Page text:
Possessing moderate quantities of that desirable intangible, self-control, I resisted the urge to repeat the procedure every time I finished a draft. But self-control is none the worse for having the occasional treat, so once I was within hailing distance of getting The Wound of Words off my hands (not just the first draft but the whole thing, published and all), I ordered another celebratory pen. (Just a tiny one…)
BISAC codes, as I discovered while preparing to publish Restoration Day, are basically subdivisions of genre. And sub-subdivisions, and so forth. Not content with classifying a book as Fiction, they will go further and classify it as, say, Mystery & Detective. And then break it down further: Hard-Boiled? Or is it Cozy? And if Cozy, then Cats & Dogs, Crafts, Culinary, or General?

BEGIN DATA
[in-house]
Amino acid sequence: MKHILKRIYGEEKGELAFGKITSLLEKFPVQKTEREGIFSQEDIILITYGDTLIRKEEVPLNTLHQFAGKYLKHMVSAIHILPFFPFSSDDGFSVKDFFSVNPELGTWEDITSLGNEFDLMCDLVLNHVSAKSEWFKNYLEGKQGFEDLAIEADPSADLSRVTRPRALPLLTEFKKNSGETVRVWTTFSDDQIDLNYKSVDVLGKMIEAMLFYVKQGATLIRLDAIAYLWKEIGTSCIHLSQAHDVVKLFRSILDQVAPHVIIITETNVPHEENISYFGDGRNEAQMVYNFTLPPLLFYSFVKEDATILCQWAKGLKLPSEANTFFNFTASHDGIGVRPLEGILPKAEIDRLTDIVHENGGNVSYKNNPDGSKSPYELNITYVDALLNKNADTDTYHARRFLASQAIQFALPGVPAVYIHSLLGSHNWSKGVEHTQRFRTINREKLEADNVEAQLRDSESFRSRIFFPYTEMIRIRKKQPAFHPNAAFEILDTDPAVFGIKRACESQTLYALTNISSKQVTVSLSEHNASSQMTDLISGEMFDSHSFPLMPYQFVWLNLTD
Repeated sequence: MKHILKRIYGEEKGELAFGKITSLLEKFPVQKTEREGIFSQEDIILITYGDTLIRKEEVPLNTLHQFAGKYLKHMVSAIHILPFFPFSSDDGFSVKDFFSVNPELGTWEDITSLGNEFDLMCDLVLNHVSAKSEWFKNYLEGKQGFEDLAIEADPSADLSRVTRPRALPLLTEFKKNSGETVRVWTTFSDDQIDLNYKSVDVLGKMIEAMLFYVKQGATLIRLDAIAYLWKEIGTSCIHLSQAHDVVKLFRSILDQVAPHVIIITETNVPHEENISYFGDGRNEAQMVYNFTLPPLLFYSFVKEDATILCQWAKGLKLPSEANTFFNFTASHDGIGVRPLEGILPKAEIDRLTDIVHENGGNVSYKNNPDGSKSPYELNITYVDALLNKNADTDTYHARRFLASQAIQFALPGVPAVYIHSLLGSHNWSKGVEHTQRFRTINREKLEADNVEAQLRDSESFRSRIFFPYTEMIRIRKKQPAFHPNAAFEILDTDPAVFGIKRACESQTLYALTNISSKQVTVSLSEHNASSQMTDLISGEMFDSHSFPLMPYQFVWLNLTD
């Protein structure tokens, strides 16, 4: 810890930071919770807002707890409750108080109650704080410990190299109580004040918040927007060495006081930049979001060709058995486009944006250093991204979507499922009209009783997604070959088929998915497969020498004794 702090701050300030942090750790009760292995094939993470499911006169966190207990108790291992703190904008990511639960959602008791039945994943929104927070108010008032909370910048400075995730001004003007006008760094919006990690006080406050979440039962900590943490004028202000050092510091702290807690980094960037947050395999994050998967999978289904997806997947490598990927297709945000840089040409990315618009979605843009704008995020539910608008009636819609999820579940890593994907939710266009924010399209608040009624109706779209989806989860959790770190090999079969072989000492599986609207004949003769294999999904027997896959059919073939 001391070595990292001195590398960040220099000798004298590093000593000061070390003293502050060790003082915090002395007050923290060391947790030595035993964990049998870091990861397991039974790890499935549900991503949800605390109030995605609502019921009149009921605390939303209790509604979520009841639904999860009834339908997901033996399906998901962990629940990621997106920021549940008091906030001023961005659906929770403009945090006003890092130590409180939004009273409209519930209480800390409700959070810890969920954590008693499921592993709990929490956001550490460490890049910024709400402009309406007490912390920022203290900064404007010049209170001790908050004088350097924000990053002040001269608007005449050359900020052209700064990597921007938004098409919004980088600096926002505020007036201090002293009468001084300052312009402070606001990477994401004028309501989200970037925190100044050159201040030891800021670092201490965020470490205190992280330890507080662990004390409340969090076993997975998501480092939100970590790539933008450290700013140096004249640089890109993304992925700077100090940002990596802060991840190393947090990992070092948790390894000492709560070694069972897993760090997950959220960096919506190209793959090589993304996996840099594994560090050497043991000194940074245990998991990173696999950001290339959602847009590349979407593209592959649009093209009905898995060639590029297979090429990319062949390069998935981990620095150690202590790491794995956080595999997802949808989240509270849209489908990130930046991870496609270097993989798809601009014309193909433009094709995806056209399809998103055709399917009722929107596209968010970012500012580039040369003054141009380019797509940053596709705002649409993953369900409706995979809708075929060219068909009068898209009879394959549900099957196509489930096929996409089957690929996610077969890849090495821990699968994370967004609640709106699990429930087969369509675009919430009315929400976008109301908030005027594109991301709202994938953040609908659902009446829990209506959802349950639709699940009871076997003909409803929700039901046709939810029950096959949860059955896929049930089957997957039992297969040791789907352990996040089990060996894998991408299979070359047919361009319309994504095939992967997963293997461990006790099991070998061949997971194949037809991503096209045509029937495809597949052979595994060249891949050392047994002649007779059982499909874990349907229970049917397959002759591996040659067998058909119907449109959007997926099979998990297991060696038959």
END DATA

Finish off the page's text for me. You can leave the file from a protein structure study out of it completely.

Ever since Eve, gardens and clothing have had a problematic relationship – particularly for women. Before I even made my passionate avowal of regular gardening, I had made a frustrating discovery in this regard. As suitable as my long-skirted dresses are for many a pursuit, gardening is not one of them.
What clued me in? Standing on my hem with muddy gumboots when bending over my work. Frustratingly unavoidable.
And yet, women (and even ladies) have gardened lo these many centuries. The problem, I deem, is the combination of ladylike attire with unladylike gardening. A full sweeping skirt is all very well for a little light flower-gathering on a dry summer’s day with a Sussex trug over one arm, but squatting down in the muddy grass uttering dire threats against a dock root is in an altogether different class of gardening.